Special Needs? Seek Out An Advisor Who Gets It
When her autistic son, Gregory, was nearing 18, Kathy Hebert made a call to her longtime brokerage firm for financial advice related to his special needs and hung up in tears. They just didn’t get it. Then, she made a cold call to Bank of America Merrill Lynch financial advisor Daniel Cutter who helped Hebert and her husband figure out the special needs puzzle, with the handholding required. “These are really adult decisions, and Dan was aware to the sensitivity that we’re going through, having a plan for Gregory’s life after we’ll be gone,” says the 50-something Fremont-Calif. mom, adding, “It’s so overwhelming.”
Cutter, in San Francisco, and Scott MacDonald, in Modesto, Calif., have built a whole practice—a team of seven FAs and five staffers—around helping families with members with special needs. “It’s really hard for the parents, and there can be difficult family conflicts among the kids because the special needs child gets a lot of attention,” Cutter says. In some cases, parents will give 100% to the child with disability. In those cases, Cutter says he’s had conversations with the other kids “so we can be the bad guys and the parents don’t have to be.”
Cutter walked the Heberts through how they could provide for Gregory as well as his twin siblings—a boy and a girl. They got 529 college savings plans, and are beneficiaries in their parents’ will.
For Gregory, things were a lot more complicated. Cutter created a conservatorship to make sure the Heberts could continue making decisions for Gregory when he turned 18. He had them set up a checking account in Gregory’s name where his SSI benefits come in. His mom was named the representative payee. The next step was setting up a special needs trust and getting a survivorship life insurance policy that will pour into the trust when the second parent dies (this matches the need as the greatest expense and dependence occurs after the parents are gone,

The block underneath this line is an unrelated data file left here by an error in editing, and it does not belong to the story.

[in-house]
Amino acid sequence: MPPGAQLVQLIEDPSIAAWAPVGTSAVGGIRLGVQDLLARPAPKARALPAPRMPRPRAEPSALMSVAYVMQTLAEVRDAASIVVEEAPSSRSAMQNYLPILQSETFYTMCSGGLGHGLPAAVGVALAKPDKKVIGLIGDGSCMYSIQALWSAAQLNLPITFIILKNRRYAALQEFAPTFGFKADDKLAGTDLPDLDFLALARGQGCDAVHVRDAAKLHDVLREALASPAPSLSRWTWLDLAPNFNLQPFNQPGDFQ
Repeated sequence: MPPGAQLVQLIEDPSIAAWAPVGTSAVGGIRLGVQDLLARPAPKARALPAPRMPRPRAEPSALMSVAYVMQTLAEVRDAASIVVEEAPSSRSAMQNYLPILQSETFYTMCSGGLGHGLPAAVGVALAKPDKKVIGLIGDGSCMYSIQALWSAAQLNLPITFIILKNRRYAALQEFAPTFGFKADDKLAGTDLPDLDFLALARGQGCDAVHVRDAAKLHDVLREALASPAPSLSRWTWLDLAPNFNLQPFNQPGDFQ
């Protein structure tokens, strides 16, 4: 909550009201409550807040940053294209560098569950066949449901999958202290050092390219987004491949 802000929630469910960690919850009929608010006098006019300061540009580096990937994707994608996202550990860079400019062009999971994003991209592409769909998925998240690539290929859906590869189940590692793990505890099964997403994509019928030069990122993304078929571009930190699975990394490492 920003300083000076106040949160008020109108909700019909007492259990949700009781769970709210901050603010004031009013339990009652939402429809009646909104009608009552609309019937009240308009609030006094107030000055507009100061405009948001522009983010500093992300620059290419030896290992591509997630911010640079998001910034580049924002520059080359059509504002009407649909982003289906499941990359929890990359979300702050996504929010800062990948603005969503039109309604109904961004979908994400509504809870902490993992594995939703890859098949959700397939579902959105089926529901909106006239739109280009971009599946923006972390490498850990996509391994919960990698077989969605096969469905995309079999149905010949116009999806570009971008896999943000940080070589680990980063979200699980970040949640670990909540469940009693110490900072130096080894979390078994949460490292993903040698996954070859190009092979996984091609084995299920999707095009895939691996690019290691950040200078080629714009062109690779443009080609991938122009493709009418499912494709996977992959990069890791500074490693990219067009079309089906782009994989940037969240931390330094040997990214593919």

MacDonald notes). For now, the trust is small, and used to supplement Gregory’s lifestyle. He lives at home, attends a day program, and is in a band, the Dream Achievers. His mom, works part-time in the special needs department at a junior high school, sings in a Sweet Adelines International barbershop group, and is a “proud roadie” for her son’s band.
While trusts are the primary planning tool for special needs individuals, new state-sponsored accounts called ABLEs—tax-free savings accounts for people with disabilities—are rolling out, and Cutter and MacDonald say they consistently recommend them. California expects to have its ABLE program up and running by year-end. (ABLEs weren’t available when the Heberts did their initial planning, but they might consider one in the future.) See Fidelity
Launches 529 ABLE Accounts for tips on how to compare state plans.
The plan for Gregory was part of a full financial plan for the family, including retirement planning for the Heberts—dad Christopher is an IT manager at Kaiser Permanente. After seeing all the Merrill team did for Gregory, the Heberts moved their retirement accounts and their revocable living trusts there too. “It’s like your one-stop shop in many ways,” Hebert says.
Her advice for other parents is to look for advisors who have a connection to the special needs world. “It’s the passion that drives them,” she says. In their case that includes a lawyer who helped with Gregory’s application for SSI (he got it on the first try). The next daunting step is researching supportive housing options. Cutter has already given her some leads.